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Also, Larry Adler was brought from New York in 1934 by C B Cochran to star in his review ‘Streamline’ on the London stage. By 1935, interest in the chromatic was growing fast, and Hohner brought out the “Larry Adler” model. Larry toured Britain playing in the main theatres and presenting prizes to players like the young Harry Pitch, who won talent contests in local halls. Hohner’s biggest turnover came in 1936. Regional competitions and harmonica bands were set up in churches, schools, scouts, and youth groups. Books on how to play the chromatic harmonica and how to organise bands and perform in concerts were produced by the new Hohner Concessionaires. The bands promoted by Hohner used HSB branded tremolos with orchestral, tenor, and standard tunings plus vinetas for harmony. Drums and an accordion were sometimes included. Chromatic soloists like Ronald Chesney and Morton Fraser were starting to emerge, but the HSB and the magazine, Accordion Times, closed down with the start of WW2 in 1939. Hohner was regarded as a German Company, although it had become a part of Hohner Inc. in New York. Dr. Meyer was arrested but released about four months later after an appeal. He had built up stocks, so Hohner managed to keep going through the war period. It took quite a few years after the end of the war to get the business working normally again, but Dr. Meyer had more plans for the HSB.



JOE COOK BLUES BAND - Doghouse Joe Own label, no issue number

Review by Norman Darwen Joe Cook had recorded a couple of well-received albums for the Blue Loon label in his home-base of Minneapolis when he relocated to Seattle about fifteen years ago, and he then had to set about re-establishing himself on the local blues scene. This release, with a bunch of top-notch West Coast players, shows he has succeeded. A blues harmonica player and singer, on this self-produced CD Joe shows a strong influence from Kim Wilson— try the opening ‘Riding With The Devil’ with its tough, no-nonsense sound, for a strong example. Other numbers reveal that he has This issue Norman Darwen also taken inspiration from Little Walter. Many reviews two blues CDs tracks exhibit Joe’s familiarity with Chicago and Texas's classic blues sounds, and he has written some fine original songs—lend an ear to the title track. The bias towards mid to up-tempo rocking and grooving numbers means that this set comes across as a strong, good-timing blues release, contemporary but solidly rooted in the music’s history.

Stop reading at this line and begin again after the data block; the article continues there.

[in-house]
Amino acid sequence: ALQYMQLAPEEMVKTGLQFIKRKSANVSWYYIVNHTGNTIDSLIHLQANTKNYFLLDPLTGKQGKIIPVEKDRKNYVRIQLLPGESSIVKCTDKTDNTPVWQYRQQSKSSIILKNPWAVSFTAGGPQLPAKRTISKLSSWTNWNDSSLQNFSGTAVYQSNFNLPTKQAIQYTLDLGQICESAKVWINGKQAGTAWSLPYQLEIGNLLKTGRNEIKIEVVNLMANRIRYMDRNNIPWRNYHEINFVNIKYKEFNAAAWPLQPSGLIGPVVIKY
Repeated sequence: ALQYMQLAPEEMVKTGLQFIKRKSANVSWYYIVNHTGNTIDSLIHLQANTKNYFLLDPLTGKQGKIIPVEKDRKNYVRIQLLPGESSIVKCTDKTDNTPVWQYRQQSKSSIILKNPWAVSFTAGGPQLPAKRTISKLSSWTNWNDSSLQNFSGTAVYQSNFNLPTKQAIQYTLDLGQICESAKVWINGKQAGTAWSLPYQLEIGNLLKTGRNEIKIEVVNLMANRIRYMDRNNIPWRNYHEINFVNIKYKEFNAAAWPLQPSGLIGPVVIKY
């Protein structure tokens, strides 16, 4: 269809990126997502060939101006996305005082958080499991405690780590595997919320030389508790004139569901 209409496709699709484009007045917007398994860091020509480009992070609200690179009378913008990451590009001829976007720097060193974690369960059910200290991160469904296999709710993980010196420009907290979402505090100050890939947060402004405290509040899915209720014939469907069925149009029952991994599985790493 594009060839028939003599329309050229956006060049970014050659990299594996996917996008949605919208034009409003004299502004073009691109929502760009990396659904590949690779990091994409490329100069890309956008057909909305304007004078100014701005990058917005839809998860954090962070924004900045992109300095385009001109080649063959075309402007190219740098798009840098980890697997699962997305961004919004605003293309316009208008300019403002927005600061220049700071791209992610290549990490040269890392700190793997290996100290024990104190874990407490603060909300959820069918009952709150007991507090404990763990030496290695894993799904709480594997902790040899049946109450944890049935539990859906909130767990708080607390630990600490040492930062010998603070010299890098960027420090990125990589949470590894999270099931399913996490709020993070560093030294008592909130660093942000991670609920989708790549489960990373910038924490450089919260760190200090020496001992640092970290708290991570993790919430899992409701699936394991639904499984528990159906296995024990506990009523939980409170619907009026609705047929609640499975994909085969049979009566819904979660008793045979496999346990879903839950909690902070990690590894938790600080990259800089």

The Steve Miller Band - Live From Filmore West 1968 (Floating World FLOATM 6406)

Review by Norman Darwen Yes, that’s the same Steve Miller who had hits in the 70s and 80s with ‘The Joker’ and ‘Abracadabra,’ but here leading his psychedelic blues outfit in the late 60s. That may or may not interest many readers, but note that he does have three tracks here on which Chicago harmonica legend Paul Butterfield turns up as a special guest. One is a fine cover of Little Walter’s ‘Blues With A Feeling’ (with Paul also taking the vocal), and the other two are instrumentals—now, I thought that might be of interest! Not the best recording quality, but it is good enough, and the performances are indeed well worth listening to. Check them out!



Anyone who was around at the start of the British blues boom will remember the excitement created by the American Folk Blues Festival tours of Europe in 1963-65 by the German promoter, Horst Lippmann. Suddenly all the blues LPs came to life and you could see and hear in real life, people you had only been able to listen to on records. This may be hard to believe for the Internet generation, but it is true!